That why I don't like brass... If you can get bronze, and be careful here as many industrial alloys called bronze actually contain zinc, you won't have the zinc depletion problem, no zinc. Classic bronze is only copper and tin, I alloy my own for casting, no nasty zinc fumes and the metal doesn’t change every time you heat it.

                            I don't know if I would describe the fluxes used for brazing as highly acidic, they are mostly fluoride salts, and following the advise of jewellers, I would use the absolute minimum of flux need to carry out the operation. The flux will flow wherever the metal is hot enough to melt it and the solder will follow the flux if the temperate is high enough and there is enough brazing filler.

                            If the parts allow it, you can drill a small hole somewhere inside the the joint that will be hidden once assembled. Place a small piece of brazing metal in the hole and flux and assemble the pieces. Hold it together with wire or a fixture, and heat the area. The flux will melt first, and the solder will then melt and be drawn into the joint by the capillary action. If the amount of material is figured correctly it will fill the joint and that’s it. This would work with brass or bronze or steel for that matter.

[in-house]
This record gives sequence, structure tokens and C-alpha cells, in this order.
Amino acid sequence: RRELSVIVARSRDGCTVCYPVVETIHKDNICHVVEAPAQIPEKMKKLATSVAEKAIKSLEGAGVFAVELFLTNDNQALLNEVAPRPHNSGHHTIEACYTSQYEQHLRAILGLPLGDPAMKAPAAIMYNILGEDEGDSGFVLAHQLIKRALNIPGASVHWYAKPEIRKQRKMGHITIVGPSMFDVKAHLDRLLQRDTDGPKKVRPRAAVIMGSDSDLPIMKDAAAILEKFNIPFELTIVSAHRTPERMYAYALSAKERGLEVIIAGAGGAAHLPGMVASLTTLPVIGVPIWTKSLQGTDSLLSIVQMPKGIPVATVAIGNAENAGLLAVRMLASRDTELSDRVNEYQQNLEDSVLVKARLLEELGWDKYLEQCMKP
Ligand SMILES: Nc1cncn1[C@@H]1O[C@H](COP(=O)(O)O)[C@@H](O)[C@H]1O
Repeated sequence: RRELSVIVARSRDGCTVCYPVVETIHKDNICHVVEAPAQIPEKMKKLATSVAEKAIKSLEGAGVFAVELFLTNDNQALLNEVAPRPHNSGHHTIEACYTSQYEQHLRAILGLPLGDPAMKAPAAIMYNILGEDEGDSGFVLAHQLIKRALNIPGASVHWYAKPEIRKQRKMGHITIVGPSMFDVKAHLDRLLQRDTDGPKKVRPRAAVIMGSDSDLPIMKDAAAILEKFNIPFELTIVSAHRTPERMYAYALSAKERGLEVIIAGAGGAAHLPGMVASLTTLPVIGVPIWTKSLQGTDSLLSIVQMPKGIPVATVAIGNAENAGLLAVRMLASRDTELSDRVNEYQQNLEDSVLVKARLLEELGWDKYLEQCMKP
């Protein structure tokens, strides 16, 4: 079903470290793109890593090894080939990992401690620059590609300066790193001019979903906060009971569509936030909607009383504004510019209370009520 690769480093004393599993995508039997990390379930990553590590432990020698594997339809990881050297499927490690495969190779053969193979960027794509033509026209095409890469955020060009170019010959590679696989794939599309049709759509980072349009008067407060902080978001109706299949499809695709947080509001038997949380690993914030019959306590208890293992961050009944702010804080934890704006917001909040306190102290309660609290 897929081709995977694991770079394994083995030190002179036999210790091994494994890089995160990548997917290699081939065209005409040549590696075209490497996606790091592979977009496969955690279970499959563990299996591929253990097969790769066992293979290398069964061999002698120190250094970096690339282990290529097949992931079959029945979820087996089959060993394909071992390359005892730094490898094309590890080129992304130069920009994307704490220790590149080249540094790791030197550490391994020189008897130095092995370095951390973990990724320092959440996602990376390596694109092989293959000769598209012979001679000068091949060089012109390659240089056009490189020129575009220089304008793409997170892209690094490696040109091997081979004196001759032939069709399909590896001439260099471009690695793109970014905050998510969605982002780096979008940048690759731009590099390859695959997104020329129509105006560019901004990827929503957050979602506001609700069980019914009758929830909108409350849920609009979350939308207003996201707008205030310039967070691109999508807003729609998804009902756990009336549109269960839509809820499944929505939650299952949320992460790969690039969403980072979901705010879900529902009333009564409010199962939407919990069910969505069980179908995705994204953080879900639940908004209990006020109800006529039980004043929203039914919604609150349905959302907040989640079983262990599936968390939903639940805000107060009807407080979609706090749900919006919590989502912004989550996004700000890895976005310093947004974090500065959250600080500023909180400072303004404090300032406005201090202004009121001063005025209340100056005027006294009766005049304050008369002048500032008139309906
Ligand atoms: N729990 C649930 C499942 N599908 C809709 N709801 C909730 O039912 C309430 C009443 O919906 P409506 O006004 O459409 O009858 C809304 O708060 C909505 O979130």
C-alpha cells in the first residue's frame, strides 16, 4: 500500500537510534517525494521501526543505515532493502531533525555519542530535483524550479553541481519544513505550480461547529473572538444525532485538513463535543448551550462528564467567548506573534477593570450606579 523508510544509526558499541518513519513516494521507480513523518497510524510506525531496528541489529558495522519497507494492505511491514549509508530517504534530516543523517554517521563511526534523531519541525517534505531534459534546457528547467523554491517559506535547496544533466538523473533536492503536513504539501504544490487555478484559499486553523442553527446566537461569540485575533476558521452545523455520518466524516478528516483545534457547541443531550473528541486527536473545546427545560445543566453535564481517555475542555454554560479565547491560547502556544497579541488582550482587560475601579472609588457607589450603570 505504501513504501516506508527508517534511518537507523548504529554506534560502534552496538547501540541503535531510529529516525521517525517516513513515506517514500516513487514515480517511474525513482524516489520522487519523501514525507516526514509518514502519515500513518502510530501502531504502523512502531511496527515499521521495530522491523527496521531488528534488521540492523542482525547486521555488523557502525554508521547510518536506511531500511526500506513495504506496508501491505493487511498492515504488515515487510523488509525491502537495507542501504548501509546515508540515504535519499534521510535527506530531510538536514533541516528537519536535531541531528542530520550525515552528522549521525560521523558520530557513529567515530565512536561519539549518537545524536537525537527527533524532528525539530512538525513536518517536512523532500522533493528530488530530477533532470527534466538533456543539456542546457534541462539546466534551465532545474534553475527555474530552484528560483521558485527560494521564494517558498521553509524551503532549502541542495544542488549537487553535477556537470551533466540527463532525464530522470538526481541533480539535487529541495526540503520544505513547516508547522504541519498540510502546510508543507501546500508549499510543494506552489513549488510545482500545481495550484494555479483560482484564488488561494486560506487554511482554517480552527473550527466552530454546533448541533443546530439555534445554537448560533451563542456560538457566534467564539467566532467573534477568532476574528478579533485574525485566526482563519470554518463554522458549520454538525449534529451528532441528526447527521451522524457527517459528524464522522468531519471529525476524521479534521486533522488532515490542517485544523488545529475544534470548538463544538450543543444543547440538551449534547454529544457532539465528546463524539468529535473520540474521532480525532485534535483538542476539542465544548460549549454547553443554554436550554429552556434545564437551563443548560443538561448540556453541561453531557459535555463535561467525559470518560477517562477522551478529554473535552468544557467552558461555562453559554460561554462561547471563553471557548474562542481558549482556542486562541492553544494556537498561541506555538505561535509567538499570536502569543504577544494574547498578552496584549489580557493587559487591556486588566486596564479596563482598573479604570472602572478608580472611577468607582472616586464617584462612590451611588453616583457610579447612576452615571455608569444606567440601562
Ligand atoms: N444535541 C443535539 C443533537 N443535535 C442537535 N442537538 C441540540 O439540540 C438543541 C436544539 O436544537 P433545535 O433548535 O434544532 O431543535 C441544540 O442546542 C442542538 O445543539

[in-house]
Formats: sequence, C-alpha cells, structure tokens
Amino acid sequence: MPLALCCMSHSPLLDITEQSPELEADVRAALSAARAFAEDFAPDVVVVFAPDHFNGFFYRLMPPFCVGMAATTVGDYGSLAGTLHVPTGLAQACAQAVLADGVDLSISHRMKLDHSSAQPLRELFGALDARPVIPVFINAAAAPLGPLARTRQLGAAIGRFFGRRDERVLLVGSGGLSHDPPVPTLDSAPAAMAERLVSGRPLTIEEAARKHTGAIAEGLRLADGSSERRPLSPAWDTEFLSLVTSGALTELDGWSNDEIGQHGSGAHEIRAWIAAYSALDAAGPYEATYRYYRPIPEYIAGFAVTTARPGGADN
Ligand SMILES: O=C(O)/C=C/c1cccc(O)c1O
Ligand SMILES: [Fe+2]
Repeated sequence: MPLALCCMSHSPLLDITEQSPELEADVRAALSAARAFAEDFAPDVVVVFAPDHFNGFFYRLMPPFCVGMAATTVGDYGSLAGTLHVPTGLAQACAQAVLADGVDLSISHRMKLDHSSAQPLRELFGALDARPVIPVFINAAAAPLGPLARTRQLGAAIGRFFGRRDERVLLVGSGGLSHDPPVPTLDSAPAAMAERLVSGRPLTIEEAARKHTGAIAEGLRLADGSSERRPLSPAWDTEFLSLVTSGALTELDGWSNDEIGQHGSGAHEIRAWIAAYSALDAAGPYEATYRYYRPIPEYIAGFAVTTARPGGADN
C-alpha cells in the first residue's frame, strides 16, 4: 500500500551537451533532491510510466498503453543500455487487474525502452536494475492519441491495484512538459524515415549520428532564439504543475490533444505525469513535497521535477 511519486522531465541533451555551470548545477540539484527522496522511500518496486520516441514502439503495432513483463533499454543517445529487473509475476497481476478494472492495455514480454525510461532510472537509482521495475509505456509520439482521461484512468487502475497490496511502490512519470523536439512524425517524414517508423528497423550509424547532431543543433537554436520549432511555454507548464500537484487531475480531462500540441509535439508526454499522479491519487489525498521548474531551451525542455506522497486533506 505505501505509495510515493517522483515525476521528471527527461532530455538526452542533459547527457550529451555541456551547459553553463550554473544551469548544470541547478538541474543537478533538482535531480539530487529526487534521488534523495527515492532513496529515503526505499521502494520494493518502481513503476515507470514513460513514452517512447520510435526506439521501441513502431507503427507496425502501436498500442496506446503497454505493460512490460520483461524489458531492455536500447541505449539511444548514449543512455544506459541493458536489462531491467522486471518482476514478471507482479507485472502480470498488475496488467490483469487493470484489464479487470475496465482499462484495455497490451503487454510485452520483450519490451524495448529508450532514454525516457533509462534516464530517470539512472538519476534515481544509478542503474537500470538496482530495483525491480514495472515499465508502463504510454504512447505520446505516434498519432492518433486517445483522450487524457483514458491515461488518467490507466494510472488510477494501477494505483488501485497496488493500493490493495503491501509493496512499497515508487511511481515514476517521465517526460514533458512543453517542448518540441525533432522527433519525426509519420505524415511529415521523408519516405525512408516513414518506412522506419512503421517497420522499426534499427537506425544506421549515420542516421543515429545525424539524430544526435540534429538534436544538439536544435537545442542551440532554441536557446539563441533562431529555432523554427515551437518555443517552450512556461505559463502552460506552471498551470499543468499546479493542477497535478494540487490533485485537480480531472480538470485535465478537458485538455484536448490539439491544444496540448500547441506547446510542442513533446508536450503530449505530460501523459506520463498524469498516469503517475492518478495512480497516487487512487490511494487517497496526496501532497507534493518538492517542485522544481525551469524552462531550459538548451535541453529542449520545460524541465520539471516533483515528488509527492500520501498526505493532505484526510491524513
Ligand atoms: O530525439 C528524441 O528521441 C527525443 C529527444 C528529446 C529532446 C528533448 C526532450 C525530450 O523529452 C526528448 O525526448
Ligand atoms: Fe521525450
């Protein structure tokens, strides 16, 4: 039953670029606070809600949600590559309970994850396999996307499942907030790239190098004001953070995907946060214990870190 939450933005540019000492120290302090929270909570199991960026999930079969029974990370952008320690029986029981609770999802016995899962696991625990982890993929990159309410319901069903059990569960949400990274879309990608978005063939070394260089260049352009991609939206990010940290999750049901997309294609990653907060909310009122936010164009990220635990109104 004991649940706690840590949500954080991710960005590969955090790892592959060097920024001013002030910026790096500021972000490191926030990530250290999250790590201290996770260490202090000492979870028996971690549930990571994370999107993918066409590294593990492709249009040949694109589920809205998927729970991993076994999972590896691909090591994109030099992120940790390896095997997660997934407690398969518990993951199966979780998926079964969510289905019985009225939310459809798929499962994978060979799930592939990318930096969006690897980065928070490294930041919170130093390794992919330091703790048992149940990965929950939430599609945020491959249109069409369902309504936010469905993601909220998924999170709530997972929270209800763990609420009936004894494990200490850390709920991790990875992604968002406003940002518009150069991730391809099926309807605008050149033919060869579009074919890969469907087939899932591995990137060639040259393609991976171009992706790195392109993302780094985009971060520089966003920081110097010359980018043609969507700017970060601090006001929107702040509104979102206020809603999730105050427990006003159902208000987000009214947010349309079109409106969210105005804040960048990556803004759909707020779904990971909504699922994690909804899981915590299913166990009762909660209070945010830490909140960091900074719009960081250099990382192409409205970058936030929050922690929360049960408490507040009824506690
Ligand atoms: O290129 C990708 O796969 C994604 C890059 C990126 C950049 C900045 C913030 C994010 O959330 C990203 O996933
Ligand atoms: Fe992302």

The flux is a chemical that reacts with the oxides on the surfaces of the materials, and has a limited useful life at those temperatures, so it's beneficial to mechanically clean the surfaces, flux them sparingly, flux the solder bits and assemble them and heat the assembly without a lot of screwing around. If the surface condition are correct the joint will fill and everything will be done in no time.

                            You can estimate how little metal is actually required by calculating the volume of the joint. say .75 square inches times .002" would be 0.0015 cubic inches... Its not how much solder you put in, it's how well the preparations are done. You could also try silver foil that is used to braze old school carbide lathe bits to the holders if you have some.

                            BTW +1 what Sid said, don't overlook low temperature solders.

                            paul
                            Last edited by ironmonger; 12-20-2014, 12:27 PM.
                            paul
                            ARS W9PCS

                            Esto Vigilans

                            Remember, just because you can doesn't mean you should...
                            but you may have to

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                            • #15
                              A place I worked at once where I often silver brazed parts had a solution for cleaning after brazing. It was called a Bright Dip. Can't remember what was in it but if you Google "Bright Dip" then you may find what it is.
                              Nev.